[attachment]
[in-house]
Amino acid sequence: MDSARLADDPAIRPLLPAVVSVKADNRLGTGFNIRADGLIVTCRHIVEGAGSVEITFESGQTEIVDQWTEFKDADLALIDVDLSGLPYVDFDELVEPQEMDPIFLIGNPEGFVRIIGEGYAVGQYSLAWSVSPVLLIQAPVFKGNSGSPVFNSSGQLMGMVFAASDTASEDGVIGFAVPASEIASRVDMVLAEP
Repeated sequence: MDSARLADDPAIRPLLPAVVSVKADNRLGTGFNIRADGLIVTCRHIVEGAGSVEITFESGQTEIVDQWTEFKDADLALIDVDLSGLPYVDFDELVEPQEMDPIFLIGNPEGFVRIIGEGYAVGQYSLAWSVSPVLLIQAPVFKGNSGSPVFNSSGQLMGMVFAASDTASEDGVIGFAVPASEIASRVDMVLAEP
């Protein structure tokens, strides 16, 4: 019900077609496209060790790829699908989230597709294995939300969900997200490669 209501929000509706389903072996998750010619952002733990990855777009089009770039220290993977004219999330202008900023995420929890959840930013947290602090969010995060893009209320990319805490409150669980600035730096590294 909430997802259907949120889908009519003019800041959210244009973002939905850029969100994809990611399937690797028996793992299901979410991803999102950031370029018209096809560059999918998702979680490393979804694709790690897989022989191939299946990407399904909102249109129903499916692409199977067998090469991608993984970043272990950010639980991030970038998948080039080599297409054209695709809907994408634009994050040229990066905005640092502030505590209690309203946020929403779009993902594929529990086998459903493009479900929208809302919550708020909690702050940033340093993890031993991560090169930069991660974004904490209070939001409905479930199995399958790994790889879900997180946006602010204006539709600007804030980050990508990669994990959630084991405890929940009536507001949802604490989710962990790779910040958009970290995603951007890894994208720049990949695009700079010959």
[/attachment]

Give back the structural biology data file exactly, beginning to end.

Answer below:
[in-house]
Amino acid sequence: MDSARLADDPAIRPLLPAVVSVKADNRLGTGFNIRADGLIVTCRHIVEGAGSVEITFESGQTEIVDQWTEFKDADLALIDVDLSGLPYVDFDELVEPQEMDPIFLIGNPEGFVRIIGEGYAVGQYSLAWSVSPVLLIQAPVFKGNSGSPVFNSSGQLMGMVFAASDTASEDGVIGFAVPASEIASRVDMVLAEP
Repeated sequence: MDSARLADDPAIRPLLPAVVSVKADNRLGTGFNIRADGLIVTCRHIVEGAGSVEITFESGQTEIVDQWTEFKDADLALIDVDLSGLPYVDFDELVEPQEMDPIFLIGNPEGFVRIIGEGYAVGQYSLAWSVSPVLLIQAPVFKGNSGSPVFNSSGQLMGMVFAASDTASEDGVIGFAVPASEIASRVDMVLAEP
């Protein structure tokens, strides 16, 4: 019900077609496209060790790829699908989230597709294995939300969900997200490669 209501929000509706389903072996998750010619952002733990990855777009089009770039220290993977004219999330202008900023995420929890959840930013947290602090969010995060893009209320990319805490409150669980600035730096590294 909430997802259907949120889908009519003019800041959210244009973002939905850029969100994809990611399937690797028996793992299901979410991803999102950031370029018209096809560059999918998702979680490393979804694709790690897989022989191939299946990407399904909102249109129903499916692409199977067998090469991608993984970043272990950010639980991030970038998948080039080599297409054209695709809907994408634009994050040229990066905005640092502030505590209690309203946020929403779009993902594929529990086998459903493009479900929208809302919550708020909690702050940033340093993890031993991560090169930069991660974004904490209070939001409905479930199995399958790994790889879900997180946006602010204006539709600007804030980050990508990669994990959630084991405890929940009536507001949802604490989710962990790779910040958009970290995603951007890894994208720049990949695009700079010959």